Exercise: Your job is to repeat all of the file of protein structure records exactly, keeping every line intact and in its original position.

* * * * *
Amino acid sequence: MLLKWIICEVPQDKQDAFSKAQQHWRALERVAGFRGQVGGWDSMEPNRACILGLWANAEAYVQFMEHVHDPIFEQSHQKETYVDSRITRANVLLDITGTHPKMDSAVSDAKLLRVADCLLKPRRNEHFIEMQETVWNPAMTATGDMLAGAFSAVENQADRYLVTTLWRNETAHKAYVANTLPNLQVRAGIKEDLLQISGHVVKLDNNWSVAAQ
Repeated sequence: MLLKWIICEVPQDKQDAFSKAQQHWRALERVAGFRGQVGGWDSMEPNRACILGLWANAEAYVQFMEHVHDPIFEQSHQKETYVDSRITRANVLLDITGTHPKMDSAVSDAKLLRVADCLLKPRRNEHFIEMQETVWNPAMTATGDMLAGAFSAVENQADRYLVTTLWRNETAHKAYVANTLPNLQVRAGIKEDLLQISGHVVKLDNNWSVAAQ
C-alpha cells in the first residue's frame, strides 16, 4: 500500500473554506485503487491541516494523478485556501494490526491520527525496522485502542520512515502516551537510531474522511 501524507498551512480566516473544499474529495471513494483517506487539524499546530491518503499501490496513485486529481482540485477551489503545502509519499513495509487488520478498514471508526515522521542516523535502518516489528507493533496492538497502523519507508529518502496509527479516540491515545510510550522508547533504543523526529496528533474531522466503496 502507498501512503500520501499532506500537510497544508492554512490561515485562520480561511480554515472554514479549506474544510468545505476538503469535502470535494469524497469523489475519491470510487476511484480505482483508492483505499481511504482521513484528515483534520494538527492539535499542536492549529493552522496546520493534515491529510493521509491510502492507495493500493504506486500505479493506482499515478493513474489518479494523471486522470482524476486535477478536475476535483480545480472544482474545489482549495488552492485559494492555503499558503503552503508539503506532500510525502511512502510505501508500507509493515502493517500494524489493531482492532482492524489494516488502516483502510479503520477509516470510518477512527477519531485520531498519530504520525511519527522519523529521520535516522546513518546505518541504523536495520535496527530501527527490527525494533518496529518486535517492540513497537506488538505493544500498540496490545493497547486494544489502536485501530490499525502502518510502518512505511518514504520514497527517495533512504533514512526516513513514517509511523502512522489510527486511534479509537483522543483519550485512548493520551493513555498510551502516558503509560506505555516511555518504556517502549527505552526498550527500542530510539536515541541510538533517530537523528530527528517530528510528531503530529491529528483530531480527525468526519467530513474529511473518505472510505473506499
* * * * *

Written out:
Amino acid sequence: MLLKWIICEVPQDKQDAFSKAQQHWRALERVAGFRGQVGGWDSMEPNRACILGLWANAEAYVQFMEHVHDPIFEQSHQKETYVDSRITRANVLLDITGTHPKMDSAVSDAKLLRVADCLLKPRRNEHFIEMQETVWNPAMTATGDMLAGAFSAVENQADRYLVTTLWRNETAHKAYVANTLPNLQVRAGIKEDLLQISGHVVKLDNNWSVAAQ
Repeated sequence: MLLKWIICEVPQDKQDAFSKAQQHWRALERVAGFRGQVGGWDSMEPNRACILGLWANAEAYVQFMEHVHDPIFEQSHQKETYVDSRITRANVLLDITGTHPKMDSAVSDAKLLRVADCLLKPRRNEHFIEMQETVWNPAMTATGDMLAGAFSAVENQADRYLVTTLWRNETAHKAYVANTLPNLQVRAGIKEDLLQISGHVVKLDNNWSVAAQ
C-alpha cells in the first residue's frame, strides 16, 4: 500500500473554506485503487491541516494523478485556501494490526491520527525496522485502542520512515502516551537510531474522511 501524507498551512480566516473544499474529495471513494483517506487539524499546530491518503499501490496513485486529481482540485477551489503545502509519499513495509487488520478498514471508526515522521542516523535502518516489528507493533496492538497502523519507508529518502496509527479516540491515545510510550522508547533504543523526529496528533474531522466503496 502507498501512503500520501499532506500537510497544508492554512490561515485562520480561511480554515472554514479549506474544510468545505476538503469535502470535494469524497469523489475519491470510487476511484480505482483508492483505499481511504482521513484528515483534520494538527492539535499542536492549529493552522496546520493534515491529510493521509491510502492507495493500493504506486500505479493506482499515478493513474489518479494523471486522470482524476486535477478536475476535483480545480472544482474545489482549495488552492485559494492555503499558503503552503508539503506532500510525502511512502510505501508500507509493515502493517500494524489493531482492532482492524489494516488502516483502510479503520477509516470510518477512527477519531485520531498519530504520525511519527522519523529521520535516522546513518546505518541504523536495520535496527530501527527490527525494533518496529518486535517492540513497537506488538505493544500498540496490545493497547486494544489502536485501530490499525502502518510502518512505511518514504520514497527517495533512504533514512526516513513514517509511523502512522489510527486511534479509537483522543483519550485512548493520551493513555498510551502516558503509560506505555516511555518504556517502549527505552526498550527500542530510539536515541541510538533517530537523528530527528517530528510528531503530529491529528483530531480527525468526519467530513474529511473518505472510505473506499